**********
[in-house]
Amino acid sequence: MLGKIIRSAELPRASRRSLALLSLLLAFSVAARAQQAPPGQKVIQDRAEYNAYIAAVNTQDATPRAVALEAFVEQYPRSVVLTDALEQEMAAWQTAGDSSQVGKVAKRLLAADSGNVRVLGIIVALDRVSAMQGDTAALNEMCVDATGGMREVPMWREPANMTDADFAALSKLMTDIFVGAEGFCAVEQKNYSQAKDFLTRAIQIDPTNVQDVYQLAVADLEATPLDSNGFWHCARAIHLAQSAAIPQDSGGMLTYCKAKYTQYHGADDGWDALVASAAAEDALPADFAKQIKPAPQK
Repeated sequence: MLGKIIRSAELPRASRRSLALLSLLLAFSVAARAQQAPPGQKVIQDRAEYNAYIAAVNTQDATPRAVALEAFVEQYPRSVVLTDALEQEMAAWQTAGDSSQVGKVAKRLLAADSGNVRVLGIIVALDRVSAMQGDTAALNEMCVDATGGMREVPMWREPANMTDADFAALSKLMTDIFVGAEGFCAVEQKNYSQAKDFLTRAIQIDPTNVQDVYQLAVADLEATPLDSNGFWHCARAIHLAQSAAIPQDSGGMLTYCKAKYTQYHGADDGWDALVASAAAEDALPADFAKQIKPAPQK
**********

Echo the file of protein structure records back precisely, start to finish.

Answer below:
[in-house]
Amino acid sequence: MLGKIIRSAELPRASRRSLALLSLLLAFSVAARAQQAPPGQKVIQDRAEYNAYIAAVNTQDATPRAVALEAFVEQYPRSVVLTDALEQEMAAWQTAGDSSQVGKVAKRLLAADSGNVRVLGIIVALDRVSAMQGDTAALNEMCVDATGGMREVPMWREPANMTDADFAALSKLMTDIFVGAEGFCAVEQKNYSQAKDFLTRAIQIDPTNVQDVYQLAVADLEATPLDSNGFWHCARAIHLAQSAAIPQDSGGMLTYCKAKYTQYHGADDGWDALVASAAAEDALPADFAKQIKPAPQK
Repeated sequence: MLGKIIRSAELPRASRRSLALLSLLLAFSVAARAQQAPPGQKVIQDRAEYNAYIAAVNTQDATPRAVALEAFVEQYPRSVVLTDALEQEMAAWQTAGDSSQVGKVAKRLLAADSGNVRVLGIIVALDRVSAMQGDTAALNEMCVDATGGMREVPMWREPANMTDADFAALSKLMTDIFVGAEGFCAVEQKNYSQAKDFLTRAIQIDPTNVQDVYQLAVADLEATPLDSNGFWHCARAIHLAQSAAIPQDSGGMLTYCKAKYTQYHGADDGWDALVASAAAEDALPADFAKQIKPAPQK